Surely He Could Have Prevented This?

For Sunday March 13, 2005
Fifth Sunday in Lent

           Lectionary Readings (Revised Common Lectionary, Year A) hotlink: )
           Ezekiel 37:1–14
           Psalm 130
           Romans 8:6–11
           John 11:1–45

Raising of Lazarus, ivory carving, 400 AD, New Zealand
Raising of Lazarus, ivory carving,
400 AD, New Zealand

           Two weeks ago this Sunday, Jill, aged 27, crawled over the side of San Francisco's Golden Gate Bridge and plummeted to her death. The son of a close friend of mine was with Jill's husband, Gary, when he received the tragic news of his wife's death. Unspeakable pain, and more than enough collateral damage for everyone who loved Jill. You won't read about her death in the paper; the San Francisco Chronicle avoids publishing stories like Jill's in order to discourage copy cat suicides. But they do report that about forty people a year kill themselves by leaping from that famous bridge that is surrounded by such spectacular scenery.

           Jill ran with a crowd that favored trench coats, black leather, metal piercings, and tattoos. She was estranged from her parents, suffered depression, and battled chronic health problems. Her husband Gary is unemployed. But as pastor Craig Barnes writes, no matter what your station in life, "heartache can, and will, find every address. It is only a matter of time," he writes "before all of the violence and heartache of the world comes for a visit."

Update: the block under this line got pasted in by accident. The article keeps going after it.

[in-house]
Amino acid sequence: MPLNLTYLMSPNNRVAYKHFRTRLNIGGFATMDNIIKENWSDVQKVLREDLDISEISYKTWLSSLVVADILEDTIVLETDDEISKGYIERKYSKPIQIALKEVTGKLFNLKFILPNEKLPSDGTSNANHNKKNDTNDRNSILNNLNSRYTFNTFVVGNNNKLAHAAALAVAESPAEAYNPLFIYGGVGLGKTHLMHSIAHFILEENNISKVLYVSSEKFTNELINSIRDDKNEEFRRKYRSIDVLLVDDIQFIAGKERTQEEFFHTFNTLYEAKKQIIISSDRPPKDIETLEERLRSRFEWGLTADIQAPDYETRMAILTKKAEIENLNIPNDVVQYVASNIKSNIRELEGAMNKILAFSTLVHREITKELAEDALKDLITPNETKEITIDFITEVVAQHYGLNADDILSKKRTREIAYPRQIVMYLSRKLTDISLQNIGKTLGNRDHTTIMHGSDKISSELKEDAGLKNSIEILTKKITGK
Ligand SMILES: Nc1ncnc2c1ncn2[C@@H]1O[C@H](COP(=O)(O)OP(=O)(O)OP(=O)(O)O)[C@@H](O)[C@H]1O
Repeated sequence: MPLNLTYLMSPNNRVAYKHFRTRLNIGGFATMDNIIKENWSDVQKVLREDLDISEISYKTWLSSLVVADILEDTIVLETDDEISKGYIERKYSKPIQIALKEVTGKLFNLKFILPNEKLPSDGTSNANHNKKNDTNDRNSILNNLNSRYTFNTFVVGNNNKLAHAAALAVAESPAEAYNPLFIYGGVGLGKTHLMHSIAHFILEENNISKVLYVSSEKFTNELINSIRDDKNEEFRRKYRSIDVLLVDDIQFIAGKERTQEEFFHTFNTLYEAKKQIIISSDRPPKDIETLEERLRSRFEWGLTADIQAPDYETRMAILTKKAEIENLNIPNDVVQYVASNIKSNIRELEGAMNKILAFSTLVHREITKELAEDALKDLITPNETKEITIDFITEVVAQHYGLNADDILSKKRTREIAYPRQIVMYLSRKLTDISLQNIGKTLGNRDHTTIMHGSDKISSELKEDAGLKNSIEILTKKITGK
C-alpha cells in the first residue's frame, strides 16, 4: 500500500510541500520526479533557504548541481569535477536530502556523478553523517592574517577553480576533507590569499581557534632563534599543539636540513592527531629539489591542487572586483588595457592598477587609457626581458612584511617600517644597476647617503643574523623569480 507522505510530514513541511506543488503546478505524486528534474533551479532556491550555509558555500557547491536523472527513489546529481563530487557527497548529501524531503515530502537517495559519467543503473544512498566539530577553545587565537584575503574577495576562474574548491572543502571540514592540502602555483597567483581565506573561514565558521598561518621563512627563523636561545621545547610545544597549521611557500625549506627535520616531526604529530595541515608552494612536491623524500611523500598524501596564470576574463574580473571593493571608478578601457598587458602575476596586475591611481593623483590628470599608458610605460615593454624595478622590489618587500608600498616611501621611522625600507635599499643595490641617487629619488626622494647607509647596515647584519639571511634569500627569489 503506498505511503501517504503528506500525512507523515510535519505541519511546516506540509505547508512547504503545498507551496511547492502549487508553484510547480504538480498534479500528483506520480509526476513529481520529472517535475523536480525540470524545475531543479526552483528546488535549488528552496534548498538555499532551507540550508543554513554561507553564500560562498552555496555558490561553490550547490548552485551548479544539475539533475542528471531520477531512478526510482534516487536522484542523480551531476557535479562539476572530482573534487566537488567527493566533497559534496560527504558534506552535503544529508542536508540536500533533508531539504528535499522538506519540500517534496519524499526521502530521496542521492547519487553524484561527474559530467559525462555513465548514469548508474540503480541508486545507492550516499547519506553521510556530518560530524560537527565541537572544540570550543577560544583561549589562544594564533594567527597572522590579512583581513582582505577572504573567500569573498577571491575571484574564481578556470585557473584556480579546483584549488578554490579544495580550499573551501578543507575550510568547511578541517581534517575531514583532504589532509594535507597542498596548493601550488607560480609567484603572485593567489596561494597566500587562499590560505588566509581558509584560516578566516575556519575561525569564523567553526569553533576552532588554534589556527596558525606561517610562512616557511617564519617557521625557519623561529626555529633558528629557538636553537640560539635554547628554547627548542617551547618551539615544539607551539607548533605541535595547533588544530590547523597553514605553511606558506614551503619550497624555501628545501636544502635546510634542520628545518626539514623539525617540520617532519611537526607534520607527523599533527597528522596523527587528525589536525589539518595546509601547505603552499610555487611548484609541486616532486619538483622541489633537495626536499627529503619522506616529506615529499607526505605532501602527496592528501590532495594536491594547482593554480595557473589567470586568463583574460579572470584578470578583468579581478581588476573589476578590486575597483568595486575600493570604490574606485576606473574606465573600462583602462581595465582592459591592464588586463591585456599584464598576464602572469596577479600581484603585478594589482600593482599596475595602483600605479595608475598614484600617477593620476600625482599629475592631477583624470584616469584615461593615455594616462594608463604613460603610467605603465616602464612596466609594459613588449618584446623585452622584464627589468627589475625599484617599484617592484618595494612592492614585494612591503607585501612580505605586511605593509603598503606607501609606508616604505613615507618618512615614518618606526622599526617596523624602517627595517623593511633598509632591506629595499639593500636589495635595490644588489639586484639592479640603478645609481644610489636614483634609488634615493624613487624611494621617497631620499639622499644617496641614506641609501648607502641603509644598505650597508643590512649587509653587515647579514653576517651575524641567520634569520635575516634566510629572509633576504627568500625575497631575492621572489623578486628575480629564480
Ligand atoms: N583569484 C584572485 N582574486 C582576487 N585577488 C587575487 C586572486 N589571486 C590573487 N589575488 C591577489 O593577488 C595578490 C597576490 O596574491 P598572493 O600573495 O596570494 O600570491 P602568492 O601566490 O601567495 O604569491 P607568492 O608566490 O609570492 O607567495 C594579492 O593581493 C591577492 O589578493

As I thought about Barnes's observation, my mind scrolled through the emotional wringers that squeezed four other friends this week. Susan will finally tell her siblings and aging parents that her son is gay. Others worry about an alcoholic parent who hit the bottle again after years of sobriety. Yesterday a woman in her seventies told my wife, "Sometimes I hate my husband. Even my kids tell me I should divorce him." Finally, there is Collin, whom I visit a couple of times each week. He has been hospitalized for five months after a brain bleed that left him in a deep coma for six weeks. He came out of the coma (a miracle, according to doctors) but suffers severe physical and neurological damage.